Josh Shapiro leads the charge against clergy abuse in Pennsylvania
search

Josh Shapiro leads the charge against clergy abuse in Pennsylvania

Pennsylvania Attorney General Josh Shapiro addresses a Stand Against Hate rally at Independence Mall in Philadelphia on March 2, 2017. 
(Jessica Kourkounis/Getty Images)
Pennsylvania Attorney General Josh Shapiro addresses a Stand Against Hate rally at Independence Mall in Philadelphia on March 2, 2017. (Jessica Kourkounis/Getty Images)

The first days of November 2016 were a tense time for America, for Pennsylvania, and for Josh Shapiro, a Democrat running for attorney general in a state that looked like it might go red.

Trying to succeed a corrupt member of his own party who had resigned in disgrace, Shapiro might have been expected to spend every second of the campaign’s final days trying to get out the vote.

But on the Friday before Election Day, he was in a second-grade classroom at the Perelman Jewish Day School, an elementary school in Wynnewood, a suburb of Philadelphia, talking to the students about civics and supervising a mock election that pitted kazoos vs. rockets.

Five days later he narrowly won the attorney general race, even as the state went for Donald Trump, the Republican, for president.

In August, Shapiro made a name for himself nationally, compiling the extensive report on sex abuse in Pennsylvania’s Catholic churches. The 18-month investigation names at least 300 priests accused of child sex abuse, includes testimony by more than 1,000 victims, and accuses senior church officials in Pennsylvania and at the Vatican of a “systematic cover-up.”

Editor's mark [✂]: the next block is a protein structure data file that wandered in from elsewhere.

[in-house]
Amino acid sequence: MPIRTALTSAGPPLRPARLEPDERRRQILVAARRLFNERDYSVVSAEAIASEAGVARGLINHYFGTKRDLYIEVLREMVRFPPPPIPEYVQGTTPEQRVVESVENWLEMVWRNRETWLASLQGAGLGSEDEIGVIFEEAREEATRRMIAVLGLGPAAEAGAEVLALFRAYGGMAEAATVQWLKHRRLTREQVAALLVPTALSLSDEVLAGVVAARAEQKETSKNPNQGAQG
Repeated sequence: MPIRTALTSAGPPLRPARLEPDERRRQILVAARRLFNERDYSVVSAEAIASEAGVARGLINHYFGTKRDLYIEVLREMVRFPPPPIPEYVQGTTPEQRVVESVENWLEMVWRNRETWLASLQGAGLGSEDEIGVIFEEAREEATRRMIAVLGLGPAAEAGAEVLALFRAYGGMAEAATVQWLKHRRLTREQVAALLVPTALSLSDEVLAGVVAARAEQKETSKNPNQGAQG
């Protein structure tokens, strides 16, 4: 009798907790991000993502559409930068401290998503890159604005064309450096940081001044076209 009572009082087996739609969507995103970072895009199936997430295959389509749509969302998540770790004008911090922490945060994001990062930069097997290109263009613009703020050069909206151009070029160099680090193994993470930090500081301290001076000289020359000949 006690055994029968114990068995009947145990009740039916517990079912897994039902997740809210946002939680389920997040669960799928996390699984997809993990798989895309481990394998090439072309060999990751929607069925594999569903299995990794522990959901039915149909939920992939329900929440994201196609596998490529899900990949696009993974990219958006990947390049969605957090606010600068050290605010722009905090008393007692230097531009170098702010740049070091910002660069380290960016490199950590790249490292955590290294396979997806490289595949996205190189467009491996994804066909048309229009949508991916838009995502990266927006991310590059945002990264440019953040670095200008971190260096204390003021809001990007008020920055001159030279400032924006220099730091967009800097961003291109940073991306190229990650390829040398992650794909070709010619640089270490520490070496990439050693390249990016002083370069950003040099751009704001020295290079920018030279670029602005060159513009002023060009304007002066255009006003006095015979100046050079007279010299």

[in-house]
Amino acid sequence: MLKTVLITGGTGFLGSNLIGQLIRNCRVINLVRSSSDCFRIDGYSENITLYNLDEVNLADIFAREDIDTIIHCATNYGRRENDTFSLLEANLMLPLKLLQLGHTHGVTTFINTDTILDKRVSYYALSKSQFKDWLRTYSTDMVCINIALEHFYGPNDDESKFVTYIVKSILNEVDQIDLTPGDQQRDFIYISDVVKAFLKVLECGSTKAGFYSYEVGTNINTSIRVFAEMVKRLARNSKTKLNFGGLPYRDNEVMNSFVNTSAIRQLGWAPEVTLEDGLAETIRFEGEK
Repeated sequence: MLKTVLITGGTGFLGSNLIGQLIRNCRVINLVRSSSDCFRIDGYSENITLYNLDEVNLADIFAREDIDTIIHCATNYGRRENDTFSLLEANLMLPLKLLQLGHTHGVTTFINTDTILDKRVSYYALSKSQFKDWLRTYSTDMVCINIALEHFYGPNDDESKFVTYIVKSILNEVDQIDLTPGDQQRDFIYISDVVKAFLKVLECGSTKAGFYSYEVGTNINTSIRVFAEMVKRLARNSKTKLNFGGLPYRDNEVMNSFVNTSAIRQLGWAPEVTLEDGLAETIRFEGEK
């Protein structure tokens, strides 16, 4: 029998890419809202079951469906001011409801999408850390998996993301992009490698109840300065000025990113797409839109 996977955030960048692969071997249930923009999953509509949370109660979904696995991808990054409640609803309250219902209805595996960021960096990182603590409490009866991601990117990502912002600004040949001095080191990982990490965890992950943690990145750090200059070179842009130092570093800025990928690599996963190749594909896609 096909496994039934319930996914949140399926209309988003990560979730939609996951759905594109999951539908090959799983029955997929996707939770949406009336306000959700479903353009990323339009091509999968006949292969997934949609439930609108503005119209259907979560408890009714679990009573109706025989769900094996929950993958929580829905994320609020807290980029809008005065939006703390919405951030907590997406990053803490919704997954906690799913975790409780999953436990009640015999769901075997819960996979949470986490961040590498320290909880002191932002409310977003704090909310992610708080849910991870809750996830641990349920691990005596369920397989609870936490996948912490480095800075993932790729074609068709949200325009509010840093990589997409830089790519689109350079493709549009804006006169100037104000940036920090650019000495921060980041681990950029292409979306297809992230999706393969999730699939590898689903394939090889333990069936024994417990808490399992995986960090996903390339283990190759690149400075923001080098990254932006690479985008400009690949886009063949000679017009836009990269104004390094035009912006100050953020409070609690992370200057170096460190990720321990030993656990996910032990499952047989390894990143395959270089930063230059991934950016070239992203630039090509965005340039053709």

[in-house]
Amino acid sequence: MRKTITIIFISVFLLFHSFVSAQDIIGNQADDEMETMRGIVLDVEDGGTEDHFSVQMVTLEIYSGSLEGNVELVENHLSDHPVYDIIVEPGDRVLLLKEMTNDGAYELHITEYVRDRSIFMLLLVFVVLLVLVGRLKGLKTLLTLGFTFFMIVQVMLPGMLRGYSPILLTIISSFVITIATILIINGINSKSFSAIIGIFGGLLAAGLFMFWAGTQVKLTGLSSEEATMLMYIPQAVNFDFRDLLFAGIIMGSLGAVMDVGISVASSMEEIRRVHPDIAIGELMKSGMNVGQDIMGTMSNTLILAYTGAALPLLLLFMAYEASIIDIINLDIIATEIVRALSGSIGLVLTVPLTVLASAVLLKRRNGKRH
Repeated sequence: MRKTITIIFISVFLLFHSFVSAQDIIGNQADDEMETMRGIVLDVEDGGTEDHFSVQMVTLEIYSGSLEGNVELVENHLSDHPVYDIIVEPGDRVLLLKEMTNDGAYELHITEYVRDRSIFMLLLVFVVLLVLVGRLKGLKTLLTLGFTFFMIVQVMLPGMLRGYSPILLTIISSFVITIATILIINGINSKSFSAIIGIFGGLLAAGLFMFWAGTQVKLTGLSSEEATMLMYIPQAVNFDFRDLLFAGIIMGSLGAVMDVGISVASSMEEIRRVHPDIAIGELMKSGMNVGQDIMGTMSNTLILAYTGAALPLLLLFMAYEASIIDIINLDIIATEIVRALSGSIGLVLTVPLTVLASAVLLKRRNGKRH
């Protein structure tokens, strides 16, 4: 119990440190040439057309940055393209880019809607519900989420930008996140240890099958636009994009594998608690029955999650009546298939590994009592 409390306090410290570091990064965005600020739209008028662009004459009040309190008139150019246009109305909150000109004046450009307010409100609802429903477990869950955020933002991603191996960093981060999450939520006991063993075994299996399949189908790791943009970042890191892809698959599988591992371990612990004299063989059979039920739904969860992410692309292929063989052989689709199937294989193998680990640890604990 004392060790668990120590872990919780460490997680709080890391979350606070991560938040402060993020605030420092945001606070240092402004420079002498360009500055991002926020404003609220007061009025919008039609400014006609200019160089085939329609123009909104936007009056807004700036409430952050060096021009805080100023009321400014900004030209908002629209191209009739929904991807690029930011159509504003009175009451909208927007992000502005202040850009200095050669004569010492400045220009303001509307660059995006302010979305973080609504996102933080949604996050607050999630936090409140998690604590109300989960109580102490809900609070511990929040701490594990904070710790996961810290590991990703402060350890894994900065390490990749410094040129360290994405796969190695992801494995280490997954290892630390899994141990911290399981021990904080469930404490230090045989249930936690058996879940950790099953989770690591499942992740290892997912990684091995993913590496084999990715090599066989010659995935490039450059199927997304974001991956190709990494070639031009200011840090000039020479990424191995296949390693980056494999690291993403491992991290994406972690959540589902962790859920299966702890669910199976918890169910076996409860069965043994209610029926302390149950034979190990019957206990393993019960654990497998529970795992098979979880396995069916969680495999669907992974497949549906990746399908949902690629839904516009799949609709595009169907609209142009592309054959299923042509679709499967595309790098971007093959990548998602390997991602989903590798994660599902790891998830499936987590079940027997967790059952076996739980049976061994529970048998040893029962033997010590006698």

But even as the national and even global spotlight has swung his way, he’s often at the Jewish day school, giving lectures or watching his kids play soccer and basketball. Shapiro’s friends and acquaintances say his success isn’t surprising, that he’s a straight shooter who has kept his feet on the ground even as his star has risen — and that he remains rooted in a Jewish community that helped shape his values and sense of service.

“For me, when you boil down all the teachings and all the rituals, fundamentally, Judaism is teaching that none of us is required to complete the task, but neither is any of us free to refrain from it,” he told the Philadelphia Jewish Voice in 2008. “It is really what guides me in my public service, and what that means, then, is that we don’t have a requirement on us to solve every problem, but we are also not permitted to sit on the sidelines and leave someone else do it for us.”